More MS news articles for Aug 2001

Liberal Britain Expected to Have Edge in Stem Cell Research

http://www.medscape.com/reuters/prof/2001/08/08.13/20010810plcy004.html

LONDON (Reuters Health) Aug 10 - Britain, with the world's most liberal policy on stem cell research, may benefit from more scientific "defections" as President George W. Bush's position leaves US research hamstrung, academics and biotechnology firms said on Friday.

The Bush decision means that US-funded academics may use only 60 existing cell lines worldwide because the embryos have already been destroyed while researchers in Britain can develop their own stem cell lines and also engage in so-called "therapeutic cloning."

"Academic researchers really want to be able to make their own cell lines," said Robin Lovell-Badge, head of developmental genetics at the National Institute for Medical Research in London. He believes the tough commercial restrictions likely to be involved in using existing cell lines will deter pure research.

"We are definitely better off here...so it is possible that some US researchers will still think about moving here if they feel their hands are tied," he told Reuters.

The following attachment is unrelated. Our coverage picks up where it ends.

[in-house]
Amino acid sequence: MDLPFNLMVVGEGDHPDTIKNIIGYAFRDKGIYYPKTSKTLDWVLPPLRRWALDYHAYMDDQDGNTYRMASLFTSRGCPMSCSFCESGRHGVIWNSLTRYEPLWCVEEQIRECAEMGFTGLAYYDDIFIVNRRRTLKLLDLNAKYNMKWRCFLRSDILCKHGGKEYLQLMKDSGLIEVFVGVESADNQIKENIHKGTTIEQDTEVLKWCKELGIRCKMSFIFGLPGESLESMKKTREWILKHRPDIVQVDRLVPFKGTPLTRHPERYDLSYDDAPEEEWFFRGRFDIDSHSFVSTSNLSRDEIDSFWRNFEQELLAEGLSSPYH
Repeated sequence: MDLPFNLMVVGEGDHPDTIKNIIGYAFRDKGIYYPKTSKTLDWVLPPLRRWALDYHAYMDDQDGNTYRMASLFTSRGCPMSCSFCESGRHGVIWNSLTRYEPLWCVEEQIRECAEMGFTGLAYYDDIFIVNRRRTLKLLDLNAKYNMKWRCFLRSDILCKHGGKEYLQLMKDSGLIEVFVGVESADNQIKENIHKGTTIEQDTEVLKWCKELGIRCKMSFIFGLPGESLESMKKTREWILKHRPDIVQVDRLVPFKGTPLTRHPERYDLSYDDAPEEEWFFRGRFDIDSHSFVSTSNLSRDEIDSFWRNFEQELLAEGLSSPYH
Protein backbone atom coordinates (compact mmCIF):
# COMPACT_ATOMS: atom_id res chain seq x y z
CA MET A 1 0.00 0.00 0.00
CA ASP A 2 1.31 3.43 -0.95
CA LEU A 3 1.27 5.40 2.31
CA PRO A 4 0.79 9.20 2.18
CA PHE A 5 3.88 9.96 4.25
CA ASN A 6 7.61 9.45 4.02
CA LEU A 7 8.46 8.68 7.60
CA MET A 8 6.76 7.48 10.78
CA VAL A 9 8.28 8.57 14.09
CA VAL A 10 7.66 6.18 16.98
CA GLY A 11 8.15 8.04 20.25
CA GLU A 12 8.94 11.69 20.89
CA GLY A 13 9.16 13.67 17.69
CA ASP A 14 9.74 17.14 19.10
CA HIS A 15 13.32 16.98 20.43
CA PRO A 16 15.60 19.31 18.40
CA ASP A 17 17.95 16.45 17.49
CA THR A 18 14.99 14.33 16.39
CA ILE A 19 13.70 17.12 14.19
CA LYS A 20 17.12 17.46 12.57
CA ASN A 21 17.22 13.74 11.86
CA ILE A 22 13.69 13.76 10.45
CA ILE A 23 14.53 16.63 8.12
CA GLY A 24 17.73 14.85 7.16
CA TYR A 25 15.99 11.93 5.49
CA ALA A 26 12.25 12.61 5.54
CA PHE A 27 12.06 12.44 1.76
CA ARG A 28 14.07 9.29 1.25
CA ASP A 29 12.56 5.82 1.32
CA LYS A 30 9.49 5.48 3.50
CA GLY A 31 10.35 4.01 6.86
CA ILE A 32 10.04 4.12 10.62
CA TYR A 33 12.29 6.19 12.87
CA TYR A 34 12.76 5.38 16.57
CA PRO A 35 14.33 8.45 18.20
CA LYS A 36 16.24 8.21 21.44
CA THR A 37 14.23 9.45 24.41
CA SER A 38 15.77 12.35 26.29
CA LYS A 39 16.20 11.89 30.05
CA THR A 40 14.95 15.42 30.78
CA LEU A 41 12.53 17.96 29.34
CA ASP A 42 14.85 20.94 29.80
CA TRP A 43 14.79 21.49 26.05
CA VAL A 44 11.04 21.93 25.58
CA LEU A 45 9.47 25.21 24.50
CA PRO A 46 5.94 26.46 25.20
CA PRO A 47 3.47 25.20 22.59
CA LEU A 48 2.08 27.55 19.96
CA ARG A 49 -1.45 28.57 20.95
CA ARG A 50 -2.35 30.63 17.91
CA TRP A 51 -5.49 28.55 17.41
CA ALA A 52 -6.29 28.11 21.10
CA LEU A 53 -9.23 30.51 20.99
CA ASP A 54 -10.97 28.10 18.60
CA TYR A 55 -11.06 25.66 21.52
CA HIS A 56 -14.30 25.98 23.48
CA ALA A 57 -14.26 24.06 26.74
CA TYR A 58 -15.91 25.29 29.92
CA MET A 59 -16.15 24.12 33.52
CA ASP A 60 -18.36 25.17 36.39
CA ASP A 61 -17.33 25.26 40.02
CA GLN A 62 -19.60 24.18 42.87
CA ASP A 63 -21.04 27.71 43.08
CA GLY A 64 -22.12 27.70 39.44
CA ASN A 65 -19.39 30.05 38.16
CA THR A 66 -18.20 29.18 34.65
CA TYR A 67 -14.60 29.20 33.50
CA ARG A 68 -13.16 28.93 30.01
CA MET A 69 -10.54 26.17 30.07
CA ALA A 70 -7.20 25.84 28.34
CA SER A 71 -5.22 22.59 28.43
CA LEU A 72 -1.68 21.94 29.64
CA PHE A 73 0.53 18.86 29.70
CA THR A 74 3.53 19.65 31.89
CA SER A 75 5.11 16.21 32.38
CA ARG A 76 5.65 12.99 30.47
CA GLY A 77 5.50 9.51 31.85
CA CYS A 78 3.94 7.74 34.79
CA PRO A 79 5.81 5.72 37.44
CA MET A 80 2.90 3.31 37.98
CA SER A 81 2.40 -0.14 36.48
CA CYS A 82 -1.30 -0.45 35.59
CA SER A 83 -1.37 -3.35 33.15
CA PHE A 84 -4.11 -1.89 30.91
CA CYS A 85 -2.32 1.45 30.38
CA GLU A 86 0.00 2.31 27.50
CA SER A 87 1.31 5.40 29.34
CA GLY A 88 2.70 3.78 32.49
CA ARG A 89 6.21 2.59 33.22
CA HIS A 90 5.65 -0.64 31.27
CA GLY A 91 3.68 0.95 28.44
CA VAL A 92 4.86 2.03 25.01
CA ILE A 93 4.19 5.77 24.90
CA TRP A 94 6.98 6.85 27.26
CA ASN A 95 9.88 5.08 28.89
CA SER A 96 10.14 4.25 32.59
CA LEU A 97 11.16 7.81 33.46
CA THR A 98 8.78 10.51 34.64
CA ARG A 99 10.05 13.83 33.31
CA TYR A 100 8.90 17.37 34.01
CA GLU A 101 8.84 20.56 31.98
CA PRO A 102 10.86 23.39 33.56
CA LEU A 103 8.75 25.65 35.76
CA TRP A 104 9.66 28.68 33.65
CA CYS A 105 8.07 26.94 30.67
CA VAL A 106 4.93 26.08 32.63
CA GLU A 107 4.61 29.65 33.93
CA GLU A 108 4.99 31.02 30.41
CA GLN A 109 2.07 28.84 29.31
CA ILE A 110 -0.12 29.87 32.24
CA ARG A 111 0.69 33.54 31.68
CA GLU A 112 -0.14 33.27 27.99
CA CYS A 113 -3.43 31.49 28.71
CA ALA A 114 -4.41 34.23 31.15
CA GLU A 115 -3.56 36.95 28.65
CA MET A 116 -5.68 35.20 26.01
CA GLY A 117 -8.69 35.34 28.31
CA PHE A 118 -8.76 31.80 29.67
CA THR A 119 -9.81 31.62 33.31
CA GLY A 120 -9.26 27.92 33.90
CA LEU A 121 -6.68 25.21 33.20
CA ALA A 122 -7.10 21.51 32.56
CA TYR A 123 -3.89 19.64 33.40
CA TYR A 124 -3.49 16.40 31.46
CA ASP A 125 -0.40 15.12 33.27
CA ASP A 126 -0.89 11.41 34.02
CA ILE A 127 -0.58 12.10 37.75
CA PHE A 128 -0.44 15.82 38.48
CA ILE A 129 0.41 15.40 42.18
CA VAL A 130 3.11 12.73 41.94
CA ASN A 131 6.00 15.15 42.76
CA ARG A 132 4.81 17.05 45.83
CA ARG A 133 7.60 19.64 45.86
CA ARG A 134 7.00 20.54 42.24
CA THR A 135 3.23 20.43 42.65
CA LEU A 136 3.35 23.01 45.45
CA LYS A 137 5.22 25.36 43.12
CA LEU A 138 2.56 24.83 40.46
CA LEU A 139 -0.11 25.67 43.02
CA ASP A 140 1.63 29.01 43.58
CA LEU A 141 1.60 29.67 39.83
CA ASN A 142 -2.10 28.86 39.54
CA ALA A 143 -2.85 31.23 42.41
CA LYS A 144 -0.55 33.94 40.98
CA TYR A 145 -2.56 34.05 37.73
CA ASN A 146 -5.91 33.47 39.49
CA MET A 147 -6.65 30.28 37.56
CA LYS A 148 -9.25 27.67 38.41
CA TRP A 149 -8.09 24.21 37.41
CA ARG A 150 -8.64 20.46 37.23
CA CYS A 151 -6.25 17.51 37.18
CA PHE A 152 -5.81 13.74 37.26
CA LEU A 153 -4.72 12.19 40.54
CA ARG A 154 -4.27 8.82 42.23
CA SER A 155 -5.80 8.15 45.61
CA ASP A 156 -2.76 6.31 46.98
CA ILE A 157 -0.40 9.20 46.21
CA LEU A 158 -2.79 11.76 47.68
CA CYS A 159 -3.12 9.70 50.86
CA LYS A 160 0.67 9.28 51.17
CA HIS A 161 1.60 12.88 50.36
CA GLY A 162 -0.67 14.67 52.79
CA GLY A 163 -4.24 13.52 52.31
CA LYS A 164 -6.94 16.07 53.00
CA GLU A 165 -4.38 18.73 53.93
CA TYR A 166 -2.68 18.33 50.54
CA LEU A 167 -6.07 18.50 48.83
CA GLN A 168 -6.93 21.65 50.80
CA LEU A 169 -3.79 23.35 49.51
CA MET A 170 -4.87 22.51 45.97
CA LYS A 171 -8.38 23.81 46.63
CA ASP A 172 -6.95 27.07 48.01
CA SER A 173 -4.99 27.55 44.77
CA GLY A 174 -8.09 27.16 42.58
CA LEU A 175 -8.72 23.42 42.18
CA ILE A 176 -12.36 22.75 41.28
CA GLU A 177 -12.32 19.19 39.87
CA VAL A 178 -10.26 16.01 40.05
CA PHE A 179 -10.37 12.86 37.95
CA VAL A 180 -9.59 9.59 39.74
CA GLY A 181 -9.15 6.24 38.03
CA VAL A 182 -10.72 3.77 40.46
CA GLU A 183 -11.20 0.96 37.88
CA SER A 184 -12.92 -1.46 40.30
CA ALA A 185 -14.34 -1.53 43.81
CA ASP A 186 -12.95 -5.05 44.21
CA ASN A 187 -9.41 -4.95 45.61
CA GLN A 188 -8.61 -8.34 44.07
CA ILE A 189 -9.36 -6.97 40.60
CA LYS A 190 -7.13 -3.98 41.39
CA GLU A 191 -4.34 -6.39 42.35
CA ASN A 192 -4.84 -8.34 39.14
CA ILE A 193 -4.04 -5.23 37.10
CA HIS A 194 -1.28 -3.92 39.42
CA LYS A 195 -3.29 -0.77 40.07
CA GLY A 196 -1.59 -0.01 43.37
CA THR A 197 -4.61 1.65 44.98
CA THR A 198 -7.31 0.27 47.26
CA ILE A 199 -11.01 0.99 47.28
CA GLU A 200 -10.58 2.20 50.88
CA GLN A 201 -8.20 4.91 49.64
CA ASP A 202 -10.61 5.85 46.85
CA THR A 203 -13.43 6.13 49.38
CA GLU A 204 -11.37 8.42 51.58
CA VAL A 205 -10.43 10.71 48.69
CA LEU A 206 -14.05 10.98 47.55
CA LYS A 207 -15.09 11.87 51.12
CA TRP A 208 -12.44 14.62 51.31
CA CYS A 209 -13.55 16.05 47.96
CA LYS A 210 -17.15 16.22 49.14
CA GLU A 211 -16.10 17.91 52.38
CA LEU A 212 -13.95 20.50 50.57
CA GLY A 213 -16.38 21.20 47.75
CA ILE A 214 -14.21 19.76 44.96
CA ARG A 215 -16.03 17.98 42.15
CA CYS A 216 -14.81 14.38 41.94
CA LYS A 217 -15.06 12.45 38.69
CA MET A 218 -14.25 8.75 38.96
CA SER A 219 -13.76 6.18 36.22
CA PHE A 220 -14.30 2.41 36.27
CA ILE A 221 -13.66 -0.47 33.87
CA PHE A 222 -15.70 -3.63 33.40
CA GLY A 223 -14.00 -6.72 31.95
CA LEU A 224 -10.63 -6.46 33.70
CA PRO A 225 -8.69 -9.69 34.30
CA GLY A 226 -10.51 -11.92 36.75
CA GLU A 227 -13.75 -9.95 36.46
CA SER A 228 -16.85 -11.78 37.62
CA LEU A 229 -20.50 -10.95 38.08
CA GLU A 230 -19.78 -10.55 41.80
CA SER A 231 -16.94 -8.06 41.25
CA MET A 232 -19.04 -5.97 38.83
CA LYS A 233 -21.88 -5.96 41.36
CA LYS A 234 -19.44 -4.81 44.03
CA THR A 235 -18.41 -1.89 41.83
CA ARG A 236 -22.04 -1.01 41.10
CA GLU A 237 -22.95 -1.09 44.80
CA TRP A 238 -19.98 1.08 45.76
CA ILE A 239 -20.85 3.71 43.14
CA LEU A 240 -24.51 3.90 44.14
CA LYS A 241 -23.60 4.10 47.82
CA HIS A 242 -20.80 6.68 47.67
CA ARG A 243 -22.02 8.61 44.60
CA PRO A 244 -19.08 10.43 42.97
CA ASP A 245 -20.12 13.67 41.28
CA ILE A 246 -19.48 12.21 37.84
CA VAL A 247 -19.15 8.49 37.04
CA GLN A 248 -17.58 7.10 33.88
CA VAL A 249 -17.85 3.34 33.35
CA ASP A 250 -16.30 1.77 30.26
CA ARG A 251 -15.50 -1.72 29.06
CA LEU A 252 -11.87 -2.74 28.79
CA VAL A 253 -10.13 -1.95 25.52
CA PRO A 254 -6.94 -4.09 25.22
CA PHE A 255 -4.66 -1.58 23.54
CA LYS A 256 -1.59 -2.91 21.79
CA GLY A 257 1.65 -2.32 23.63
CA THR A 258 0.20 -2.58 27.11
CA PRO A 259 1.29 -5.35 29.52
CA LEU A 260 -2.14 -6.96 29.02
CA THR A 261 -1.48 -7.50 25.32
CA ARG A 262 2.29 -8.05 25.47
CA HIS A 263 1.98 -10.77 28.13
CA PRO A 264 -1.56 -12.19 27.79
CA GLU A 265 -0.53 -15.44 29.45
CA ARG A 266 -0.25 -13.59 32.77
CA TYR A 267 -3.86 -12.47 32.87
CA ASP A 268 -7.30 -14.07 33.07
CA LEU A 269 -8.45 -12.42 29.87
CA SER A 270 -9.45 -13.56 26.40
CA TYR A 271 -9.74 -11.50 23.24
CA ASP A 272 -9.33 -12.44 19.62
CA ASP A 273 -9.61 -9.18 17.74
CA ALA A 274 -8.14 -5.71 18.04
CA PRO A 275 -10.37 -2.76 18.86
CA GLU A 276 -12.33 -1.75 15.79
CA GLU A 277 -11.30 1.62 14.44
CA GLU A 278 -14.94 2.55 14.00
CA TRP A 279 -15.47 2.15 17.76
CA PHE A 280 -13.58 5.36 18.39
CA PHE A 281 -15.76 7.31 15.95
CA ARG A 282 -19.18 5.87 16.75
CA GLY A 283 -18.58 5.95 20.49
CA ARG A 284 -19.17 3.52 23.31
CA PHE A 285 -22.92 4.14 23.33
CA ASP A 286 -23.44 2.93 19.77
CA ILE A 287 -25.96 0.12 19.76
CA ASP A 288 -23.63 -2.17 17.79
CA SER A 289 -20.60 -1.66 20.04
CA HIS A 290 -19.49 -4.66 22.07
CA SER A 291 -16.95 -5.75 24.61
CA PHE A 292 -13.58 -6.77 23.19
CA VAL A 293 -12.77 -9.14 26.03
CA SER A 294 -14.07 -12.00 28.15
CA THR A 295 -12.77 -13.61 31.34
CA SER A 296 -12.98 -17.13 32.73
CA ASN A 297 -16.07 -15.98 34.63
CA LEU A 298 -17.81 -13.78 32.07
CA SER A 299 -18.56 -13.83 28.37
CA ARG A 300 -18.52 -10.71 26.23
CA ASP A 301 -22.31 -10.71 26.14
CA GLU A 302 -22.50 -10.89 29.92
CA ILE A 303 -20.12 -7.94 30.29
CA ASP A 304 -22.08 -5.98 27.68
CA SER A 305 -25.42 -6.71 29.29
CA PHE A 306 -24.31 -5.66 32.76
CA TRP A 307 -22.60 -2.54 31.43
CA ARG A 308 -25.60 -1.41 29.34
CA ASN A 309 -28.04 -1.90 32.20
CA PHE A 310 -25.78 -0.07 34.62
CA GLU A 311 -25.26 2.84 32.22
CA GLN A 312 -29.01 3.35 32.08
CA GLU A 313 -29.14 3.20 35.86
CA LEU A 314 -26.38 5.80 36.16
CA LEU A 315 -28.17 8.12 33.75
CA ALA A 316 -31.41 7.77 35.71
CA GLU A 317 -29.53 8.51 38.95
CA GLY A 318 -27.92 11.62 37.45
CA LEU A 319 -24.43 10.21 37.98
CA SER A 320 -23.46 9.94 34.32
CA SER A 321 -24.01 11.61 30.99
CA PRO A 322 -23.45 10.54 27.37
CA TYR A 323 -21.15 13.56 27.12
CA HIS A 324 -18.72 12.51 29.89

Last month, leading US stem cell researcher Roger Pedersen announced that he was moving his research from California to Cambridge University in England in a reverse "brain drain," highlighting a transatlantic gulf on the issue.

Simon Best, chief executive of Edinburgh-based Ardana Biosciences, who sits on biotechnology trade bodies on both sides of the Atlantic, said the measures announced by Bush were only a partial solution for US scientists. "What's now allowed in the US is only one part of the puzzle...it doesn't address the issue of how you put transformed stem cells into an individual patient without rejection," he said.

Best believes that to work through that problem, researchers will probably have to resort to therapeutic cloning.

Britain in January became the first country explicitly to allow therapeutic cloning under strict conditions while the US House of Representatives last month voted against any such work.

Robert Terry, senior policy adviser at the Wellcome Trust medical charity, said the UK's "responsible but positive pro-science stance" would enable the full potential of therapeutic cloning to be realized.

Trevor Jones, chairman of Europe's first listed stem cell company, ReNeuron Holdings Plc, believes UK academia will now build on its pioneering position in stem cell work. "A US ban on cloning for therapeutic purposes, together with the restriction placed by President Bush on federal funding of US research using new stem cell lines, will benefit the UK's academic research base," he said.
 

Copyright © 2001 Reuters Ltd